November 28, 2022
O Come, O Come, Emmanuel
(Excerpts from Stories Behind the Best-Loved Songs of Christmas)
“O Come, O Come Emmanuel” was written back in the ninth century, making it is one of the oldest Christmas carols still sung today. The writer is unknown, they were most likely a monk or priest, someone who was well versed in both the Old and New Testament. Originally, this hymn was only sung one week out of the year, in Advent leading up to the celebration of Christ’s birth. The original form was known as “The Great Antiphons” or “The Great O’s.”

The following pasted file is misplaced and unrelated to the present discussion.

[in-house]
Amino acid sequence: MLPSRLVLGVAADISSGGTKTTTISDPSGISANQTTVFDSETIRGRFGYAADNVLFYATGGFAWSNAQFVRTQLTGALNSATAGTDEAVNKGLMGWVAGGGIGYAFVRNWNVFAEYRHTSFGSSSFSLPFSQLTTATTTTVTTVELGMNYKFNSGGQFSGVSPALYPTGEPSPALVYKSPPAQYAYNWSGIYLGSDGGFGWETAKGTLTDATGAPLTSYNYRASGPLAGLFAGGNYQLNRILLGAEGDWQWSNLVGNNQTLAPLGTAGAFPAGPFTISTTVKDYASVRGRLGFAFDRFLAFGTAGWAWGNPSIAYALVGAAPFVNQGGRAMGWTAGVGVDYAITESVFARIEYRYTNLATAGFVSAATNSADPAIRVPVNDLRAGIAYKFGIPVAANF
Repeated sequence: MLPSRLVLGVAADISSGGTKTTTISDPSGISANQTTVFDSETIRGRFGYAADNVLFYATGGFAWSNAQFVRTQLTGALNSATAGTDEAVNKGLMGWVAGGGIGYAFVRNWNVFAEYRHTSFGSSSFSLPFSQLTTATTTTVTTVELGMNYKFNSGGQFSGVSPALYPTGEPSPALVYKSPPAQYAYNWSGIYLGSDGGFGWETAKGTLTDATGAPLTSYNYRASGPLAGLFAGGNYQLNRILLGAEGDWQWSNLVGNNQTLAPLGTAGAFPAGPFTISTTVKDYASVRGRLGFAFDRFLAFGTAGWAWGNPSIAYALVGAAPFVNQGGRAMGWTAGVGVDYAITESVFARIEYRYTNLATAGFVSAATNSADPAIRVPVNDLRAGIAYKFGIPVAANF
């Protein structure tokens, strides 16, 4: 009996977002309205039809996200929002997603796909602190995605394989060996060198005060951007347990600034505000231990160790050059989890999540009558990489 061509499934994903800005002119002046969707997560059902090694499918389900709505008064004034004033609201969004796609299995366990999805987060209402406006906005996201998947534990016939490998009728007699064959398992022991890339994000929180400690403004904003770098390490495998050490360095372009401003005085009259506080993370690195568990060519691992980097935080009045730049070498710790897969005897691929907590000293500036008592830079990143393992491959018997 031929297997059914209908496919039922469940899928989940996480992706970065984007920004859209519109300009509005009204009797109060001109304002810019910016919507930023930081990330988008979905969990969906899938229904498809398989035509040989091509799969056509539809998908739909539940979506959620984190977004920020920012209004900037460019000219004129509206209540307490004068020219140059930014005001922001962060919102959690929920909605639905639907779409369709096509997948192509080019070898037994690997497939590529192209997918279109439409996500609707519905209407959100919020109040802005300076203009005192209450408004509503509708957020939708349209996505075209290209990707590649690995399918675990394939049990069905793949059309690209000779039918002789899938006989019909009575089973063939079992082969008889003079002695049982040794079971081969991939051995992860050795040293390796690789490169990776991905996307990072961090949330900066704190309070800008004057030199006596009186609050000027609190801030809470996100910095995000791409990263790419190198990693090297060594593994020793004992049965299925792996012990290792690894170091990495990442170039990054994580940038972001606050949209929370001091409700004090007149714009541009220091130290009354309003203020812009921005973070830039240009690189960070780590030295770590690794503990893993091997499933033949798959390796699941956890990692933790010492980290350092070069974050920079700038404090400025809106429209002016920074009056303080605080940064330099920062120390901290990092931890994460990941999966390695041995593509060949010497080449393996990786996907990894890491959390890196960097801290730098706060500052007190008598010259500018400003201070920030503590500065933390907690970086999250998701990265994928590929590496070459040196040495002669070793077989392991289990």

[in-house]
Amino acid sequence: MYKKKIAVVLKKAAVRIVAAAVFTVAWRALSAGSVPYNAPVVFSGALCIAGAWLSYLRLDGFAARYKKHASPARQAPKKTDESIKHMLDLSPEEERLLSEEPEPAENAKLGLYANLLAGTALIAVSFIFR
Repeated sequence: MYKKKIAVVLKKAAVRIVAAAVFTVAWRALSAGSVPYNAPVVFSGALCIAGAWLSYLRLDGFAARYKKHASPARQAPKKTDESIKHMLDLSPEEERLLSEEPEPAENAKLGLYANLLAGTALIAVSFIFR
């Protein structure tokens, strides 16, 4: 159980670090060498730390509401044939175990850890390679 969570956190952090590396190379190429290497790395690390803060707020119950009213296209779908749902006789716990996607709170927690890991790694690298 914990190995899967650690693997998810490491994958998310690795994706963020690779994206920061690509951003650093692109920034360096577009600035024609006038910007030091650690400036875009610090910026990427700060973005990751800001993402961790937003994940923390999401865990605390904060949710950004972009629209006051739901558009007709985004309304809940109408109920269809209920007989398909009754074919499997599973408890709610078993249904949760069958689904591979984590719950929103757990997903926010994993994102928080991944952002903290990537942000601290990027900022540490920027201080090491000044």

Originally there were seven verses, one was chanted or sung each day leading up to Christmas. Each verse represented a different biblical view of the Messiah. The seven views were Emmanuel (Isaiah 7:14), Wisdom from on High, great Lord of Might, Branch of Jesse’s Stem (Isaiah 11), Key of David (Isaiah 22:22), Bright and Morning Star (Malachi 4:2), and King of nations. It was a condensed study on the Bible’s view of the Messiah. This was helpful because many people were illiterate, so they didn’t have access to the Bible. Through this hymn they were able to learn the story of Christ the savior from both the Old and New Testaments. It brought the story of Jesus to life during centuries of darkness and ignorance, making it one of the most important songs in the Christian faith.